Ode to “vintage digital”

My dad was my point of entry into photography. Growing up around him and his cameras, watching him do his thing, it was all pretty mysterious to me up until high school. I don’t know exactly why I suddenly became so interested in photography, but when I was 16, I went to him. Knowing him to be a hoarder of all things photo, I asked if he had a camera I could take with me on my high school band trip to Washington D.C. He said yes, and he actually seemed kind of happy that his kid was about to inherit his hobby.

He gave me a Canon Digital Rebel and a Super Takumar 55mm f1.8 with an adapter. That’s the very first digital Rebel camera Canon ever made, and an M42 lens that came with his Pentax Honeywell that he bought when he went to college.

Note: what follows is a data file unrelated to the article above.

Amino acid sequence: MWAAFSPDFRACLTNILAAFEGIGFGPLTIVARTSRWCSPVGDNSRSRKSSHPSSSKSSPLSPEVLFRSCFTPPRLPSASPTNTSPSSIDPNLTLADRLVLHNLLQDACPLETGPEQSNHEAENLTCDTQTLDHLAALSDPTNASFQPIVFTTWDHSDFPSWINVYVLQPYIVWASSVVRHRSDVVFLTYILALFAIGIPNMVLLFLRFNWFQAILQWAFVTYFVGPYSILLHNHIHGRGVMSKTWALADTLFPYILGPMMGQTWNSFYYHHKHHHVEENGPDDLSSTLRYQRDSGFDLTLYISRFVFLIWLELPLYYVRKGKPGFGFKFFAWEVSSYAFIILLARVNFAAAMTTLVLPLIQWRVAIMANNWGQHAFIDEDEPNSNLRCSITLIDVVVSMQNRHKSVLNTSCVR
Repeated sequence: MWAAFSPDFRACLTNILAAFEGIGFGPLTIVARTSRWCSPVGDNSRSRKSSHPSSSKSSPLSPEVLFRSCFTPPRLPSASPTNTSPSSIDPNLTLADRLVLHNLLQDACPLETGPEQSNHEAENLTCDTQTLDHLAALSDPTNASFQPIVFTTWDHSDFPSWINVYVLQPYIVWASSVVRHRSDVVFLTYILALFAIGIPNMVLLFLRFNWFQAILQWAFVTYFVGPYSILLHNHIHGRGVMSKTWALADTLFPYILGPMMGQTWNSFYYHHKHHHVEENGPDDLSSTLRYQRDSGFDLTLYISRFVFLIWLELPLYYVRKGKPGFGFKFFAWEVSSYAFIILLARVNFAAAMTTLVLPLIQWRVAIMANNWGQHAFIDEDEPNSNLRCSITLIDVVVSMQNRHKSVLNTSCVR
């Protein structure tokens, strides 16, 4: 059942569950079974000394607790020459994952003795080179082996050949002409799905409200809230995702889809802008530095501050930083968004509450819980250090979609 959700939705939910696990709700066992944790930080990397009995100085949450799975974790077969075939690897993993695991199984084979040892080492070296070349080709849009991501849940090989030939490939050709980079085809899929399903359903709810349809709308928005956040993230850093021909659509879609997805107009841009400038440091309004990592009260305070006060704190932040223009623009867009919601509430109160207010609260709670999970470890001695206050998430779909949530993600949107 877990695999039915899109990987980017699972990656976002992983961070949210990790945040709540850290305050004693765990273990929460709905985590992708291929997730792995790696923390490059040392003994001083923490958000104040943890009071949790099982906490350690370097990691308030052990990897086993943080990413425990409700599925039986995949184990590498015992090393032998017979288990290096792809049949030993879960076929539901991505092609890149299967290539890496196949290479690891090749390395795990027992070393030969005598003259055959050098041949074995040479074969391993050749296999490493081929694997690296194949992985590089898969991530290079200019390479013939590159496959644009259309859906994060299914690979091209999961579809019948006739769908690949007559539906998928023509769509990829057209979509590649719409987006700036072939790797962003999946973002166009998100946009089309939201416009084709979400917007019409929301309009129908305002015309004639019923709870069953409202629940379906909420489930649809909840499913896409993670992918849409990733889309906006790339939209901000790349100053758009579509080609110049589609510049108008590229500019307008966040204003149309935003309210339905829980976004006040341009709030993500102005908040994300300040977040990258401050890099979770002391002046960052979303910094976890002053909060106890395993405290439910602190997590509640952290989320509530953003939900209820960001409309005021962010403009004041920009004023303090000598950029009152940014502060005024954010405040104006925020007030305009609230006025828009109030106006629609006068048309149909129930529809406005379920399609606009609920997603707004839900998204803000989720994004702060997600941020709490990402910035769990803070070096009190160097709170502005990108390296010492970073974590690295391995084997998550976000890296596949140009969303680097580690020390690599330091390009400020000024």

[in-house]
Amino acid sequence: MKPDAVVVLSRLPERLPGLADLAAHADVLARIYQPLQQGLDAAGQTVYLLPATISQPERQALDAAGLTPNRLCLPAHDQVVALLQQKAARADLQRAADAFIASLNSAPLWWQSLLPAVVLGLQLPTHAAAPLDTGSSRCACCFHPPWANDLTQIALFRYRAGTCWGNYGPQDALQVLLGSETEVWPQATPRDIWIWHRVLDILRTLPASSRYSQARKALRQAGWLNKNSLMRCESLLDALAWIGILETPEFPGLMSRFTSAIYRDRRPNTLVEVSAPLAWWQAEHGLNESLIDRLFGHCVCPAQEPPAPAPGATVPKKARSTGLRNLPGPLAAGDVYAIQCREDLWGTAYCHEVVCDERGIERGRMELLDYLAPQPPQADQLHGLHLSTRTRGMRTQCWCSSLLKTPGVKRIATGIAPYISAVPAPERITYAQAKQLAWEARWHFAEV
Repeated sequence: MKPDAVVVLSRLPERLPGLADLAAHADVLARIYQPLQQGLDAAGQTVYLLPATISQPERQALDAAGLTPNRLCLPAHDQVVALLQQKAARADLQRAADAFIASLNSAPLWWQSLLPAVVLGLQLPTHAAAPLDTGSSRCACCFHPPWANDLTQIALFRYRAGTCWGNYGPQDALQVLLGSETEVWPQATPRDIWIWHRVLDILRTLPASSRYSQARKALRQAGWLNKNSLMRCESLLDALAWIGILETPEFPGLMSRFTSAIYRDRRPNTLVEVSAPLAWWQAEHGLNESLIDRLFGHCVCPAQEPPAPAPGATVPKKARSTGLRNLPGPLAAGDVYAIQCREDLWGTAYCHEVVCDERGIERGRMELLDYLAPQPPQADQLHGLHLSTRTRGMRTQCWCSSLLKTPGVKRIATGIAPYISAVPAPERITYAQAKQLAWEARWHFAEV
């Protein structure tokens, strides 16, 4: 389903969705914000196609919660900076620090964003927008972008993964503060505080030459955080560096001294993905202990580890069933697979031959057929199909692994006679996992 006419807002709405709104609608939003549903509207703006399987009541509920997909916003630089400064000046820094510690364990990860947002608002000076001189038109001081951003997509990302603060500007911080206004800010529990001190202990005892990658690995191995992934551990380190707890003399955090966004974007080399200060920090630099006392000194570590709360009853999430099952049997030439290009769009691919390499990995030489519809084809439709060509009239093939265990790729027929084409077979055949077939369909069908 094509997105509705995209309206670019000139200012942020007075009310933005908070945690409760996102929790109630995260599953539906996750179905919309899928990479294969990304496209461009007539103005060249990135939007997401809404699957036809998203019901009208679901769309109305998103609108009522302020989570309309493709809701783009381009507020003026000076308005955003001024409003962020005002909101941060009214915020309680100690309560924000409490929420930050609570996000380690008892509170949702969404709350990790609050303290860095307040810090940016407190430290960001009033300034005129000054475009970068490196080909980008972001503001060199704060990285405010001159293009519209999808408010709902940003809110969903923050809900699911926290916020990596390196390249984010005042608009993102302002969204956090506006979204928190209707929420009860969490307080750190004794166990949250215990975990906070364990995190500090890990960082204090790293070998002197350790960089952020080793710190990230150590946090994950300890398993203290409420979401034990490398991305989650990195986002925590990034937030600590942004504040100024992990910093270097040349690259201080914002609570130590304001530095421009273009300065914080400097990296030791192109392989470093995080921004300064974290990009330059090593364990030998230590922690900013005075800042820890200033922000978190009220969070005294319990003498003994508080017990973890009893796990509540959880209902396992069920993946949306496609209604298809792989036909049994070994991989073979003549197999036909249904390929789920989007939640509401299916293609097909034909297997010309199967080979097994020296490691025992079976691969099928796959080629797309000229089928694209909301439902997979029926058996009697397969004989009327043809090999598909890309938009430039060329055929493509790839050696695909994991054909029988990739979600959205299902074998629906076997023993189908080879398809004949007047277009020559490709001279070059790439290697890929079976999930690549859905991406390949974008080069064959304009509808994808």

And that’s what I started with.

I shot the whole trip at f1.8 (mistake, but bokeh is like photographic cocaine to a 16 year old), manually focusing and dealing with the slow interface and loading screens and not really knowing exactly what I was doing. I had picked up an idea of how exposure worked and good composition from the internet, but this was something more about just taking pleasure out of the experience of using a camera. I was photographing fearlessly, carelessly, and having a swell time doing it with a clunky, slow, wonderful piece of kit. I made it work. It was a blast.

I eventually worked through that summer and bought a T2i. But I never forgot about the old Rebel. When I had to send in my T2i for a hot shoe repair, guess what I pulled out of my closet. I still use the Takumar all the time, and I even dug up even more of Dad’s old M42 glass because I love it so much. 

So I’d like to dedicate this post to anyone using “shitty gear.” To people who revel in process, and how it changes our behavior and our work. To people who believe in just making the most of what you’ve got, and the inherent value of doing it for shits and giggles.

Using Format